Unknown Waters: A Firsthand Account of the Historic Under-Ice Survey of the Siberian Continental Shelf by USS Queenfish (SSN-651)

By Alfred S. McLaren | Go to book overview

1
Man Overboard!

Let him, who would see the genius of humanity in its most noble struggle
against superstition and darkness, peruse the history of Arctic travels. There, in
the north, are all secrets laid bare.

—Fridtjof Nansen, 1878

Only intermittent “cats paws” or slight breezes disturbed the vast, calm sea that lay ahead. USS Queenfish slowly approached, on the surface, the western end of the Strait of Juan de Fuca, due north of Cape Flattery, Washington State, shortly after midnight on a cool, clear, almost moonless night on 22 July 1970. The first truly polar regions-capable U.S. nuclear attack submarine, she was en route to the Arctic Ocean and the North Pole via the Bering Strait, heading toward her ultimate destination, the Siberian continental shelf. A final bow-to-stern inspection of our boat's topside superstructure, line lockers, and deck hatches had been in progress for almost an hour. The weapons and sonar officer, Lieutenant Robert Baumhardt, and James Petersen, chief sonar technician, were abaft the sail, carefully securing anything that might come loose or rattle or emit even the tiniest sound during the many weeks that we expected to remain submerged.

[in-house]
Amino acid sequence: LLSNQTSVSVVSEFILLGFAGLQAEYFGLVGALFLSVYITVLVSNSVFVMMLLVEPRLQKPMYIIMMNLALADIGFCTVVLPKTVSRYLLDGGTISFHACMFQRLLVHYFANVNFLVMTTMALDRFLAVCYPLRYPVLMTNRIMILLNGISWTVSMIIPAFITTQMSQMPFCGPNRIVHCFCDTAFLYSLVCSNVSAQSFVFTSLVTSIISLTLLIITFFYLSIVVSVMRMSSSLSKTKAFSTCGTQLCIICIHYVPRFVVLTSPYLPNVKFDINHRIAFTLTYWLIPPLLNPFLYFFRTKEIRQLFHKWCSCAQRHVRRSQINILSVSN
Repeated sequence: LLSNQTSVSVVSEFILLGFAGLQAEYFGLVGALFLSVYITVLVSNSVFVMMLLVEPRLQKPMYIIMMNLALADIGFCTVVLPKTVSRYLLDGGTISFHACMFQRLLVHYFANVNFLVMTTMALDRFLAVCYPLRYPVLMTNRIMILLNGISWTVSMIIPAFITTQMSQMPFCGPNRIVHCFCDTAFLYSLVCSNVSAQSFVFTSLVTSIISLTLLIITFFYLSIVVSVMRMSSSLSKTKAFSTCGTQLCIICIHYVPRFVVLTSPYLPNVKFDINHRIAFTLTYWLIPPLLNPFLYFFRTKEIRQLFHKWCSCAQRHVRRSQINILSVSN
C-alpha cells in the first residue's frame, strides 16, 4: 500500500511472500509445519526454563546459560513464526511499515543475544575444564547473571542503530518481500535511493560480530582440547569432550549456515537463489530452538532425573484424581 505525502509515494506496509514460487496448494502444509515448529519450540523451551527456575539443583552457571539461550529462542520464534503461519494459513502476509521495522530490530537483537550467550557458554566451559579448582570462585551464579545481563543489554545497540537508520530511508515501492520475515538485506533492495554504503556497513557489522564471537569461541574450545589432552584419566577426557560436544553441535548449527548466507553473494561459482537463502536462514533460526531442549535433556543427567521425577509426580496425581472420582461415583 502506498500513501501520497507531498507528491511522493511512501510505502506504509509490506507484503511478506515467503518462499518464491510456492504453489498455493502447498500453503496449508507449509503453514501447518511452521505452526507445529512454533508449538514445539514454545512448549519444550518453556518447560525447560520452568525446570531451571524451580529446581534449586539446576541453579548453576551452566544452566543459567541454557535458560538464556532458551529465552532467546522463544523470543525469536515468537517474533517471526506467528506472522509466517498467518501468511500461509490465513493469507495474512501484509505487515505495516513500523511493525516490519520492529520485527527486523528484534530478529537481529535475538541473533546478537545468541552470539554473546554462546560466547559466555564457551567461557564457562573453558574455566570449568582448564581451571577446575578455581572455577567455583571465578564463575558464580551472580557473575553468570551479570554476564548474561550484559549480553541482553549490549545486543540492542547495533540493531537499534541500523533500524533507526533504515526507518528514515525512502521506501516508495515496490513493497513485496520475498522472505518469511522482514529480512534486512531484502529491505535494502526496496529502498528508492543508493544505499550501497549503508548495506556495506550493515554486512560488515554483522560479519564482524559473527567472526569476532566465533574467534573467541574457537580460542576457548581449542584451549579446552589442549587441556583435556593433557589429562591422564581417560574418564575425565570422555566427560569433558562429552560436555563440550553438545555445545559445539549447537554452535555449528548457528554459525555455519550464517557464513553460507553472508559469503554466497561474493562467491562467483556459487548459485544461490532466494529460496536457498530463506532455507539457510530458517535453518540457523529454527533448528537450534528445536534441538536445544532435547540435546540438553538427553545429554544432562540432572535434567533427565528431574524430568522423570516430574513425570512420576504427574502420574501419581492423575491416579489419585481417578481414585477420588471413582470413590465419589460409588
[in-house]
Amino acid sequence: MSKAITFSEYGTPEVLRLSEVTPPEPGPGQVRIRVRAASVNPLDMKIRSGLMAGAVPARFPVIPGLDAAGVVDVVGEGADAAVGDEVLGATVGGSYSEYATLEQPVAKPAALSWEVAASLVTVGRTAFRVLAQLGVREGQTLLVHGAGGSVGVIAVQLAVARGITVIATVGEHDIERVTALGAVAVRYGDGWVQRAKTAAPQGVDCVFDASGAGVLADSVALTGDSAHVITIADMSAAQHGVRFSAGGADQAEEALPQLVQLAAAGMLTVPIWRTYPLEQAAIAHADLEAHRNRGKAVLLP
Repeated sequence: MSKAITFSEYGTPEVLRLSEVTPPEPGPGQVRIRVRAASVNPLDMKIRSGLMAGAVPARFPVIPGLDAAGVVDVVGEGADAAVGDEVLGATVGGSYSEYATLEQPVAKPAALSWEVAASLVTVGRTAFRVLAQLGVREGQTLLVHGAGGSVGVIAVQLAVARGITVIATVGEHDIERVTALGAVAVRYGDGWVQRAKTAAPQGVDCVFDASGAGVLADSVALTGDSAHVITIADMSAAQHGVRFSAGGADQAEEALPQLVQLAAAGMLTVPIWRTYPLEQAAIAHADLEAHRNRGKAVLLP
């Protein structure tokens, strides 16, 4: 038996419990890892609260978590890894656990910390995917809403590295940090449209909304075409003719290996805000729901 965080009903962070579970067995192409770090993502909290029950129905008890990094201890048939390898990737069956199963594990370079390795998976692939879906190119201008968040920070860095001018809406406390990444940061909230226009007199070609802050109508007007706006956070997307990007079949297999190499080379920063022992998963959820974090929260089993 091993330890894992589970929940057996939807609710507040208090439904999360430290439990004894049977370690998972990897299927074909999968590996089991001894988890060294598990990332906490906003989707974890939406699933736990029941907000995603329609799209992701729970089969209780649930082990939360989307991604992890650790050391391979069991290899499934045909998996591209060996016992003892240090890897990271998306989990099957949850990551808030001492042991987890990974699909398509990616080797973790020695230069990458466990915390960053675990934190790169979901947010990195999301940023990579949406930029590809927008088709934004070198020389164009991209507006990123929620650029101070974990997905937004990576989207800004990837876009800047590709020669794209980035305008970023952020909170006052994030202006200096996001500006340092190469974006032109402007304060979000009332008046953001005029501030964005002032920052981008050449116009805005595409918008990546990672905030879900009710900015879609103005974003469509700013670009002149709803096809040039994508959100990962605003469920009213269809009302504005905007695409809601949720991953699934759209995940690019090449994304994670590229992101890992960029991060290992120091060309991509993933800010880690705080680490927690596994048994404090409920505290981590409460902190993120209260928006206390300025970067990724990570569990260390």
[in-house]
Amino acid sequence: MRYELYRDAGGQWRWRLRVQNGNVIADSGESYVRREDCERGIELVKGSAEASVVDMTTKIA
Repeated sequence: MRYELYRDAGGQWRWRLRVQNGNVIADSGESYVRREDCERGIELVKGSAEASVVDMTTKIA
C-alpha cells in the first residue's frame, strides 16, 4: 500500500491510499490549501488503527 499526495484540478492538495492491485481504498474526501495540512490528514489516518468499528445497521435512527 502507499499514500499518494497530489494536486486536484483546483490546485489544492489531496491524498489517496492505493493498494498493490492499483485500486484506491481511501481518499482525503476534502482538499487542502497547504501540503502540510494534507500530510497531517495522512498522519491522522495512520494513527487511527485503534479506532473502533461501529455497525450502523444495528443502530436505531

I had joined the watch on the bridge earlier in the evening for a last hour or so of fresh air before Queenfish proceeded beneath the surface, following our passage through the strait and into the northern Pacific Ocean. Preparations were in progress for sending Baumhardt and Petersen on deck for a final sound-quieting check.

Both men had already donned standard navy safety harnesses that, once they were on deck, would secure them with long straps and “U” rings to a recessed track, with several breaks or connection points that ran from bow to stern down the center of Queenfish's deck. Standard safety equipment on the bridge generally consisted of a life ring, a coil of heaving line, a bullhorn, and a searchlight that could

-1-

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